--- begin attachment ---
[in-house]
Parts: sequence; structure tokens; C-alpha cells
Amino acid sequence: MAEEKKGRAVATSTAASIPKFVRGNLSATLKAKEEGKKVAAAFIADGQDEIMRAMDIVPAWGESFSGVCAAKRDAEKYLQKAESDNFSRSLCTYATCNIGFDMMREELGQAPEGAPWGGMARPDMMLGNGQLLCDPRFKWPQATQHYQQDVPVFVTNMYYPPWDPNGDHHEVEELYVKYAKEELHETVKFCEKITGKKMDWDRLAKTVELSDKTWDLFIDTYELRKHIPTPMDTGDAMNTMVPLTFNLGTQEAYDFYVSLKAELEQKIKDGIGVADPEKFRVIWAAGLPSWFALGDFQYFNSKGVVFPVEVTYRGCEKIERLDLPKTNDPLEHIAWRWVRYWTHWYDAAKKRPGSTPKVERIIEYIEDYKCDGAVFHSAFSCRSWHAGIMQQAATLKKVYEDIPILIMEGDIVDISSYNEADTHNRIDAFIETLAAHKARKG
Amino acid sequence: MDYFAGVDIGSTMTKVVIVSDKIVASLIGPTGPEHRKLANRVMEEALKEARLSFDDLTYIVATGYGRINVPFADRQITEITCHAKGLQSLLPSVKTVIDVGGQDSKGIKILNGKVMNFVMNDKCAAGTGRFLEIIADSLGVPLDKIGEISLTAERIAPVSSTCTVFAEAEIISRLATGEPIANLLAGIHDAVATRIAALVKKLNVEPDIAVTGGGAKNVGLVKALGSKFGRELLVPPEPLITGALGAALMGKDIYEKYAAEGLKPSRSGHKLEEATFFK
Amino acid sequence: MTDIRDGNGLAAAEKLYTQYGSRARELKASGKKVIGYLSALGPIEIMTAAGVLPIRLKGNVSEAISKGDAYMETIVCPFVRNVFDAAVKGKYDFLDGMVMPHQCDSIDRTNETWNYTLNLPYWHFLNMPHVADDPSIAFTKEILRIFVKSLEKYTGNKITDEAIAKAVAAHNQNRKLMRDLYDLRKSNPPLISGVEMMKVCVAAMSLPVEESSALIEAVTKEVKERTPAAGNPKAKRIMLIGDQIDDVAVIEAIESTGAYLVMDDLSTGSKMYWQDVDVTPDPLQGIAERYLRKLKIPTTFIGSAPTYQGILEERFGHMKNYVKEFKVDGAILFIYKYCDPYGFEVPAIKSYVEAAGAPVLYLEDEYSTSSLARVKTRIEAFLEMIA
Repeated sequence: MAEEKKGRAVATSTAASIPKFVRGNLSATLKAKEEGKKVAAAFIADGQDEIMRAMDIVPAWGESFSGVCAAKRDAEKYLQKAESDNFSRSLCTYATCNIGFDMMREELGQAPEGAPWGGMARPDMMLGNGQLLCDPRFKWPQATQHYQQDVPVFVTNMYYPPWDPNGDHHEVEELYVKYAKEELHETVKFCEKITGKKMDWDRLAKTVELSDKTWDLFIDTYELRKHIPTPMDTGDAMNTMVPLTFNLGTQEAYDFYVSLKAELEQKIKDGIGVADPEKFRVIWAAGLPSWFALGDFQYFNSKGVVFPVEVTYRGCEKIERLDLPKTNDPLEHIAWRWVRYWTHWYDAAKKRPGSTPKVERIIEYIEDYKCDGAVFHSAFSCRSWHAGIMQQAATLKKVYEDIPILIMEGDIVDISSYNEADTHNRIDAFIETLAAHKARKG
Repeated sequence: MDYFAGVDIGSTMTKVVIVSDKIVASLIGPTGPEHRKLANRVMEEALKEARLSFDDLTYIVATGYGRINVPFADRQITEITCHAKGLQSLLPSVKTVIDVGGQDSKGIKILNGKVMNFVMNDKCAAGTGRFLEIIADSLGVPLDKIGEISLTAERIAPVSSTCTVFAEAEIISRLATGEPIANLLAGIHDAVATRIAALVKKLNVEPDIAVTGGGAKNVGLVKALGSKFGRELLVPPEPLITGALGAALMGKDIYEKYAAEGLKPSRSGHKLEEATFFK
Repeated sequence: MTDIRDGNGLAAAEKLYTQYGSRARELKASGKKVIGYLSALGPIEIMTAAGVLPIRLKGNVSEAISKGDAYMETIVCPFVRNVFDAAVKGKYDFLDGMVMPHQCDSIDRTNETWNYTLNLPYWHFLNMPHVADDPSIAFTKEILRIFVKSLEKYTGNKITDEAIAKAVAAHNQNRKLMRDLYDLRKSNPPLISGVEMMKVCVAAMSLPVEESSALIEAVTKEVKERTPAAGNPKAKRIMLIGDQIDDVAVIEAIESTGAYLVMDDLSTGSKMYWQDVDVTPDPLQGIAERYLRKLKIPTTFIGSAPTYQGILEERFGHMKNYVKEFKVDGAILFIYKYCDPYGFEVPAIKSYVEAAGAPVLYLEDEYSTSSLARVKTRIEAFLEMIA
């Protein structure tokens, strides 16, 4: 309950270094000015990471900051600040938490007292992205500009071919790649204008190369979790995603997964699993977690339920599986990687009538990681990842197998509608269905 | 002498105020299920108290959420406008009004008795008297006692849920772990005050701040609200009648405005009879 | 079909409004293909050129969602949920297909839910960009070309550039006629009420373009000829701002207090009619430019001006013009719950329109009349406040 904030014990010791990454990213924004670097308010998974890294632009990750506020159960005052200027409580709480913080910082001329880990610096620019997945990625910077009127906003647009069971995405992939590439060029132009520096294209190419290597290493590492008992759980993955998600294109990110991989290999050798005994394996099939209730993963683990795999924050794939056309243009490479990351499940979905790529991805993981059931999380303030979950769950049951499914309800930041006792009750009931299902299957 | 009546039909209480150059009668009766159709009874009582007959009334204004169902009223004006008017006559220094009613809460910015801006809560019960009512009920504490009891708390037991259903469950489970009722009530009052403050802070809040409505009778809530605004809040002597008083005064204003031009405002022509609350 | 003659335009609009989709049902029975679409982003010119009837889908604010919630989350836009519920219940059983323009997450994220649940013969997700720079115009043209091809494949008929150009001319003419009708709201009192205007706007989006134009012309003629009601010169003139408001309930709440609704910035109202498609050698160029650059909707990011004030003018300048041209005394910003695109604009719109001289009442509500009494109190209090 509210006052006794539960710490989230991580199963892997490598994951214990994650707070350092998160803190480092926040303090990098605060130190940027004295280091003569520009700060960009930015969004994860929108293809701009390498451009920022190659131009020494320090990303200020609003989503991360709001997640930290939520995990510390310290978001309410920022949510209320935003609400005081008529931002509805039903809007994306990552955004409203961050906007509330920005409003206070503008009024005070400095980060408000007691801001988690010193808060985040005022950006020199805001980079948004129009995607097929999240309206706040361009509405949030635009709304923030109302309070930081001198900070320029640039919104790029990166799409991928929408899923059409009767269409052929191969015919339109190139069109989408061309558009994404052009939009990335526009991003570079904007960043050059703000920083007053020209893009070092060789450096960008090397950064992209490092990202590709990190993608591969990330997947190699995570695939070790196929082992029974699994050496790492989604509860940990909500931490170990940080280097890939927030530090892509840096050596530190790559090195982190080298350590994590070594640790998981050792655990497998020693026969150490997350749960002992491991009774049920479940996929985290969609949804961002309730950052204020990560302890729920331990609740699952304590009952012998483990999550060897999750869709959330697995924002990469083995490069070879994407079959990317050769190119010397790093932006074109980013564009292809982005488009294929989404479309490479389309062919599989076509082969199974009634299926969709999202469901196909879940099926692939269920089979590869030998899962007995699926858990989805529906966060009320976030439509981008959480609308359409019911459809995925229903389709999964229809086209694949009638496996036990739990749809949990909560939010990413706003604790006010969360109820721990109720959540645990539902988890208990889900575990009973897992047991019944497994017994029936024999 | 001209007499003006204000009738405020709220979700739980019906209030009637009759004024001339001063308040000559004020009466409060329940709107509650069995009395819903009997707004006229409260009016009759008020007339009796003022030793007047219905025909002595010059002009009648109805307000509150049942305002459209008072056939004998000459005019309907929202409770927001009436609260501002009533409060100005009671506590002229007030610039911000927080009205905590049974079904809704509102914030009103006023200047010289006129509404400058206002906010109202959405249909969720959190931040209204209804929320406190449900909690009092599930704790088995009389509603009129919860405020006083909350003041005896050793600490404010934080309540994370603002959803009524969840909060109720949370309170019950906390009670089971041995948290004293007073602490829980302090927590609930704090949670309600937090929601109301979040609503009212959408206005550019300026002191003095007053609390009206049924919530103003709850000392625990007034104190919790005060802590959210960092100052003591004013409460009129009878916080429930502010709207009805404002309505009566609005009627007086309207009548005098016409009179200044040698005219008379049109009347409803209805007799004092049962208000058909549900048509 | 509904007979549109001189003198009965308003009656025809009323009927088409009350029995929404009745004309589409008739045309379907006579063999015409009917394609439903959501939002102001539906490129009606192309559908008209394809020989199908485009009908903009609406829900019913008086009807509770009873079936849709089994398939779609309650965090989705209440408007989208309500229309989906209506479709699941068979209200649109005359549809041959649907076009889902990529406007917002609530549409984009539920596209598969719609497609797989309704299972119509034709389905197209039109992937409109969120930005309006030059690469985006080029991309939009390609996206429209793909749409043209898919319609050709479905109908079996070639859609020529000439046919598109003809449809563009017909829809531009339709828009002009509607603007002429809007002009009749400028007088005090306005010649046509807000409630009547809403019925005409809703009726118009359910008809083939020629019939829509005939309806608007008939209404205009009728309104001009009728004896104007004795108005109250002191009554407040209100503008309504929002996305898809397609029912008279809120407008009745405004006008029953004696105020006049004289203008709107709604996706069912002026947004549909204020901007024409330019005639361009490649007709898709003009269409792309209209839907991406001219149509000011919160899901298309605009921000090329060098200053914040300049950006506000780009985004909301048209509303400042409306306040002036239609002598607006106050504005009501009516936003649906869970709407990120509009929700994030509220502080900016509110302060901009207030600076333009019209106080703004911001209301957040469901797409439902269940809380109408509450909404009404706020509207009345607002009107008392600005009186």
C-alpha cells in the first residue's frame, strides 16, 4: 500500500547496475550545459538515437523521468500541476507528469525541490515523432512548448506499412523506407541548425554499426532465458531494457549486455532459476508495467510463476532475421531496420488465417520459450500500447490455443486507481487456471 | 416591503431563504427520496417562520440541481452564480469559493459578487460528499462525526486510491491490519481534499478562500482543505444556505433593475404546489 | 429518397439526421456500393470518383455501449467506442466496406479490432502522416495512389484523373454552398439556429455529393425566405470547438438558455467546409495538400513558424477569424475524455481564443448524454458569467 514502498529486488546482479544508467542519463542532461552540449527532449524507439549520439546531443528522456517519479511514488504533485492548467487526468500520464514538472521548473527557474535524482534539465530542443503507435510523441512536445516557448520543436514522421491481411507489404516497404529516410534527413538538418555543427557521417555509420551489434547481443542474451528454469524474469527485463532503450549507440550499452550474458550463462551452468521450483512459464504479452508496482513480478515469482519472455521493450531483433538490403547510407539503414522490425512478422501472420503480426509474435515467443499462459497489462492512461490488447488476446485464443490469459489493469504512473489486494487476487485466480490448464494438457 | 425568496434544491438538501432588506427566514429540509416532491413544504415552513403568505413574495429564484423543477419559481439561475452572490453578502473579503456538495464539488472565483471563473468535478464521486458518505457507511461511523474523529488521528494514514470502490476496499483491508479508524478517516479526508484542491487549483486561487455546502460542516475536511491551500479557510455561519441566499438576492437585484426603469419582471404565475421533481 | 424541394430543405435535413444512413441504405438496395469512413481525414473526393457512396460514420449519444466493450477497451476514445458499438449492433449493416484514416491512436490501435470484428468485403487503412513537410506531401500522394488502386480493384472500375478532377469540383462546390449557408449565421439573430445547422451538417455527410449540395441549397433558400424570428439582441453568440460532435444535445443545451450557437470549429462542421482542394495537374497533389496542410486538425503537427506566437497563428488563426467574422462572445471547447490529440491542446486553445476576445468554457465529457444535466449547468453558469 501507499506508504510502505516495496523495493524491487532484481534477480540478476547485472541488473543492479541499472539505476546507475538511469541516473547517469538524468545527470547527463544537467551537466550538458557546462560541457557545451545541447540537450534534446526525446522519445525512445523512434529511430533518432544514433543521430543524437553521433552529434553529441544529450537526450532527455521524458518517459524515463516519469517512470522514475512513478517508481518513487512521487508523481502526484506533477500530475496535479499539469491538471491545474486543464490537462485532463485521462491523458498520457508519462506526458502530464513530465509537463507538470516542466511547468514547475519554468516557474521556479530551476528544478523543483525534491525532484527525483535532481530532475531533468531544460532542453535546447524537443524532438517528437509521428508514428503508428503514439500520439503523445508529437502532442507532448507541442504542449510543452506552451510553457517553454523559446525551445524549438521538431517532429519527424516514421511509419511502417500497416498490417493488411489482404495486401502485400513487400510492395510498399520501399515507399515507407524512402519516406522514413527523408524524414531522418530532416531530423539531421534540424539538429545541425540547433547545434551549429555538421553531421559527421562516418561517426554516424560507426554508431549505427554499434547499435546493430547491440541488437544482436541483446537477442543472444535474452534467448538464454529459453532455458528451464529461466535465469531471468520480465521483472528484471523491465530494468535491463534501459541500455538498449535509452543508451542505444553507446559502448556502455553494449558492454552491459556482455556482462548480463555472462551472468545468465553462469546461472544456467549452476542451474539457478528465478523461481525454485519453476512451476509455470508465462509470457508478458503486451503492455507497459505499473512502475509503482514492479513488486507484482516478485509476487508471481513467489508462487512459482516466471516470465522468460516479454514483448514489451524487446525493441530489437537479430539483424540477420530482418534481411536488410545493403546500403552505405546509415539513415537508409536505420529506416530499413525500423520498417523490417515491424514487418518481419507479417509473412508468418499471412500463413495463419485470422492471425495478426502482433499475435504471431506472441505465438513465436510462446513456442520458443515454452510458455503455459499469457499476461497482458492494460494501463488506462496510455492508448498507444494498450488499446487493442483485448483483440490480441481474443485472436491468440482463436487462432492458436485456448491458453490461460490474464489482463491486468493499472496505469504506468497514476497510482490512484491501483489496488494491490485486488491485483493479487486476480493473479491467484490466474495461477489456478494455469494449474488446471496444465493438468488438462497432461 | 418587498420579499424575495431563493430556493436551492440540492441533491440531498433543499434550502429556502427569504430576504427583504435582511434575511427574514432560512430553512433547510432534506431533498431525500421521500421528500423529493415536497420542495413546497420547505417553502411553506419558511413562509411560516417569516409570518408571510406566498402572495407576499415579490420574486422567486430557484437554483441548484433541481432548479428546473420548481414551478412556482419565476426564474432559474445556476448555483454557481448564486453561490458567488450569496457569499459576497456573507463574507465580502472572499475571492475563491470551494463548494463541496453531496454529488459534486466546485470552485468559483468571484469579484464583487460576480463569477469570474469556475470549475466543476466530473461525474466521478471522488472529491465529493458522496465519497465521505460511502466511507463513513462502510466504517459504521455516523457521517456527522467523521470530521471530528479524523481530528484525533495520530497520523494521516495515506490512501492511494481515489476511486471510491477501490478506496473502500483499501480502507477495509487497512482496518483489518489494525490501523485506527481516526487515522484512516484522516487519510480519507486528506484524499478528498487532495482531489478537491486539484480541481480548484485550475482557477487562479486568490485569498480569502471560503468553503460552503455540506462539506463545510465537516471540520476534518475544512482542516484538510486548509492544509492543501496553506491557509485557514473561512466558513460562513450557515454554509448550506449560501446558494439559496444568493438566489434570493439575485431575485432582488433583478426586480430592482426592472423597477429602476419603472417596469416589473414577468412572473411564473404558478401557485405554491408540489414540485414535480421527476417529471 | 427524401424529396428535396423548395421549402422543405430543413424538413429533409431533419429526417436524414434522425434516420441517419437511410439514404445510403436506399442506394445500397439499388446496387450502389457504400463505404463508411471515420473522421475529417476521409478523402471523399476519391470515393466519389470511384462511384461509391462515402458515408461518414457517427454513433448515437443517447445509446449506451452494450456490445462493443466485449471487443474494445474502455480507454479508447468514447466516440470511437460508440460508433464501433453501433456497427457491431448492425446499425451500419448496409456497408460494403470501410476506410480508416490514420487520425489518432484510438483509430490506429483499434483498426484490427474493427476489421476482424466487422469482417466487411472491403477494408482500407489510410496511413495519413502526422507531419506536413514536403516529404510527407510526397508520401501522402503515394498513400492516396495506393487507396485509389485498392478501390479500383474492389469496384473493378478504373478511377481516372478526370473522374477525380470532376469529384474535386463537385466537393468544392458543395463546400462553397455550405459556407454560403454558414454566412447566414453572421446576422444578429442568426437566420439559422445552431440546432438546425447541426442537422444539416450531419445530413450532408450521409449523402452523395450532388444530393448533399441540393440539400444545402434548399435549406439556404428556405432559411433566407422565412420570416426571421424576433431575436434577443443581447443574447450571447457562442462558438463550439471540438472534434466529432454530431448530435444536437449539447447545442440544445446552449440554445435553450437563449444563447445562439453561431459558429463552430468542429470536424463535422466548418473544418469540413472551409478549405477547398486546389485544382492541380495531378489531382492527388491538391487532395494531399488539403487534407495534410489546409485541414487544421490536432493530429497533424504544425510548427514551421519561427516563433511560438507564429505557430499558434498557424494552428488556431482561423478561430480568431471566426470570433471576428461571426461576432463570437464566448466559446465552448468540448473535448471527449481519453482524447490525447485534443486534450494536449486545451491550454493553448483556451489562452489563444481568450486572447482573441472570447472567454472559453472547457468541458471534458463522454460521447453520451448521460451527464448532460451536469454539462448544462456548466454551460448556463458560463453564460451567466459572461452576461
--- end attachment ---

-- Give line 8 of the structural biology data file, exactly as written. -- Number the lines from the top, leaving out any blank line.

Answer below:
Repeated sequence: MTDIRDGNGLAAAEKLYTQYGSRARELKASGKKVIGYLSALGPIEIMTAAGVLPIRLKGNVSEAISKGDAYMETIVCPFVRNVFDAAVKGKYDFLDGMVMPHQCDSIDRTNETWNYTLNLPYWHFLNMPHVADDPSIAFTKEILRIFVKSLEKYTGNKITDEAIAKAVAAHNQNRKLMRDLYDLRKSNPPLISGVEMMKVCVAAMSLPVEESSALIEAVTKEVKERTPAAGNPKAKRIMLIGDQIDDVAVIEAIESTGAYLVMDDLSTGSKMYWQDVDVTPDPLQGIAERYLRKLKIPTTFIGSAPTYQGILEERFGHMKNYVKEFKVDGAILFIYKYCDPYGFEVPAIKSYVEAAGAPVLYLEDEYSTSSLARVKTRIEAFLEMIA